One of the country’s top scientists believes it’s possible New Zealand could be one of the first in the world to find a Covid-19 vaccine.
Malaghan Institute’s professor Graham Le Gros is confident the Government’s $37 million vaccine package will mean a vaccine will be discovered in our own backyard.
“With this strategy, we can do it. And in fact, we don’t just do it, we can do it really well.”
But Dr Le Gros predicted it’ll be at least two years until a vaccine is ready to be rolled out.
“It just takes time to test it on people. Test it to see if it produces long-term, protected immunity. We need to know if it can protect people for a decent amount of time. You can’t actually have people breaking out in boils six months down the track - it’s too late. You’ve vaccinated five million people.”
Dr Le Gros’ comments come despite one laboratory in Oxford, England, saying its confident it’ll have a vaccine ready by September this year.
Director-General of Health Dr Ashley Bloomfield told reporters yesterday that he, too, believes it’ll be quite some time before a vaccine will be fit for purpose.
“I'm sure we would welcome a vaccine if it was able by September. I just don't think that presents enough time to safely develop, test and then manufacture a vaccine. All the best estimates are it's going to be longer than that.”
That two-year time frame could also apply to border controls, both here and internationally.
“For the moment I would say border control for the foreseeable future, until we have a vaccine,” said Dr Le Gros.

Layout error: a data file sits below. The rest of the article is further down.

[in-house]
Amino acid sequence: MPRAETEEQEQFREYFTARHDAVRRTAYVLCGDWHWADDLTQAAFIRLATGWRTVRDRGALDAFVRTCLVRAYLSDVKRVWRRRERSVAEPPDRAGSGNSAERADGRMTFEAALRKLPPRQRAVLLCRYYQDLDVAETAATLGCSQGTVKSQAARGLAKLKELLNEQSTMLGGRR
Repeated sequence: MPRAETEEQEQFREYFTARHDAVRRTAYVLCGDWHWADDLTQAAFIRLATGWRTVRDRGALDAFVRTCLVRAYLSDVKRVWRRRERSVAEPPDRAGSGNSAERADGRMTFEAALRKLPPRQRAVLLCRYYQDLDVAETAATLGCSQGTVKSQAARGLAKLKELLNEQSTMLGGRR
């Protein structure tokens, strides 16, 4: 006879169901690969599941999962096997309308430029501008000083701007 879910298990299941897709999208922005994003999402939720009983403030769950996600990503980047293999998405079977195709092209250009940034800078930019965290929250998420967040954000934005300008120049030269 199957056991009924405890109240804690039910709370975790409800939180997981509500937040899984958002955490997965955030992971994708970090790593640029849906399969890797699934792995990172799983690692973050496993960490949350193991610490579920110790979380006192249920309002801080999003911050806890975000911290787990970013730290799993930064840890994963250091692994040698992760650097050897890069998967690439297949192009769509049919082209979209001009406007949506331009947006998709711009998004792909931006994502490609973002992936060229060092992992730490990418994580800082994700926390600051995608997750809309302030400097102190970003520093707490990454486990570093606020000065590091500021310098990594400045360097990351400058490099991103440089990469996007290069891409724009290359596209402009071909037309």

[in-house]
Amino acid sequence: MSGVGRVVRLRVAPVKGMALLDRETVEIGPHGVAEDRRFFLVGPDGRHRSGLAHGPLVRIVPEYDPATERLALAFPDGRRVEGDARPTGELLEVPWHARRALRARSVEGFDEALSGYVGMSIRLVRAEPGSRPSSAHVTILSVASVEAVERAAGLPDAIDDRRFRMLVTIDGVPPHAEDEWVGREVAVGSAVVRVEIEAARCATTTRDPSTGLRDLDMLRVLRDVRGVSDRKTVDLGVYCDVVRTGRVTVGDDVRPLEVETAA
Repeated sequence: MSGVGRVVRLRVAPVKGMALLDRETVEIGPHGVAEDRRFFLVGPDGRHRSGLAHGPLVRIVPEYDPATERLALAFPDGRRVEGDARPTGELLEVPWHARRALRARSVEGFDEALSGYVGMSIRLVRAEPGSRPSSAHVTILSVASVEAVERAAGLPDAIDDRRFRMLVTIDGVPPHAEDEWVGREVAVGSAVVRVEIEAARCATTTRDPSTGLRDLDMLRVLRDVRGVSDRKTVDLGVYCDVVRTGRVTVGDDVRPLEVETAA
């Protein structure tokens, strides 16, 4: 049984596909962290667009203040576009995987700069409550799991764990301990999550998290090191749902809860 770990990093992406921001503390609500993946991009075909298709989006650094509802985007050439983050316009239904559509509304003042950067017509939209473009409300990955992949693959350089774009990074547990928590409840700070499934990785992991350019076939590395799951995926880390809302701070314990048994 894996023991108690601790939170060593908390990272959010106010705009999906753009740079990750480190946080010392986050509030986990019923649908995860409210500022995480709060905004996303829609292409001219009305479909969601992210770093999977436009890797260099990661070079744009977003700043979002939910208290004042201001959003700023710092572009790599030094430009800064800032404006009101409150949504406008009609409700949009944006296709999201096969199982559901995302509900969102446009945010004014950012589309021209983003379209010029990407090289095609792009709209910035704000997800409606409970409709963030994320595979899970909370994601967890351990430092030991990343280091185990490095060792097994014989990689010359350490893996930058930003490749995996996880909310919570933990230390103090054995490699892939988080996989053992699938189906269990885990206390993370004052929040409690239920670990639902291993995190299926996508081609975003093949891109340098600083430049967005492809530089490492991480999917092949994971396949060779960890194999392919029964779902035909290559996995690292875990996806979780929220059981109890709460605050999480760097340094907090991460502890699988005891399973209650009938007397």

The Government’s $37 million Covid-19 Vaccine Strategy package will invest into research both here in New Zealand and collaboratively overseas, as well as supporting the successful vaccine’s distribution to developing countries.
Minister for Research, Science and Innovation, Megan Woods said the strategy will emphasise supporting New Zealand’s Pacific Island partners and make sure they can access a vaccine when it’s needed.
Five million dollars has also been set aside in case a vaccine is manufactured here in New Zealand.
“The best insurance against not having adequate supply is the ability to manufacture in New Zealand,” Ms Woods said.
The majority of the funding will go towards international research collaboration and it’s hoped the sharing of intellectual property will speed up the process.
“If countries combine both technology and brain power, you can make rapid advances so we would all hope that it was within 12-18 months,” said Dr Bloomfield.
Global alliances are already in action. Australia has now begun the southern hemisphere’s first human Covid-19 vaccine trial with the help of scientists from America.
The trial is expected to move swiftly, with initial results earmarked for July this year.